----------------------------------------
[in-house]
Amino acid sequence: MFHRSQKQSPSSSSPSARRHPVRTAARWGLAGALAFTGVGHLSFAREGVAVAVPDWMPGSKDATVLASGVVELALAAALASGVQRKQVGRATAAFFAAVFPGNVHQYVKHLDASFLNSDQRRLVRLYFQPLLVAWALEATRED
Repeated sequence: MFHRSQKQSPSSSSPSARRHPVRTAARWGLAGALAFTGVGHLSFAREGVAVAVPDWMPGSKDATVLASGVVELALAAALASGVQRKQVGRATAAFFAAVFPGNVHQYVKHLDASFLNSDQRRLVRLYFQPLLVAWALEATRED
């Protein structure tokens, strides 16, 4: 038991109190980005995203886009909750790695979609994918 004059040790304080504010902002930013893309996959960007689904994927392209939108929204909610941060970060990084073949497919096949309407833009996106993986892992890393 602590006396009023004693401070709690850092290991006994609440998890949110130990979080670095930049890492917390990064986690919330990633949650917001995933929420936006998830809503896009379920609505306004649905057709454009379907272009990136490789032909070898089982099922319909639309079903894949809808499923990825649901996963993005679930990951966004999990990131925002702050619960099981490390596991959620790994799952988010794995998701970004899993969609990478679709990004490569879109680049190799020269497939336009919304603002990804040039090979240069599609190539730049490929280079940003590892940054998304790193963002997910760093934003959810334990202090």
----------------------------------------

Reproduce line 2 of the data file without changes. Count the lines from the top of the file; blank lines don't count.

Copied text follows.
Amino acid sequence: MFHRSQKQSPSSSSPSARRHPVRTAARWGLAGALAFTGVGHLSFAREGVAVAVPDWMPGSKDATVLASGVVELALAAALASGVQRKQVGRATAAFFAAVFPGNVHQYVKHLDASFLNSDQRRLVRLYFQPLLVAWALEATRED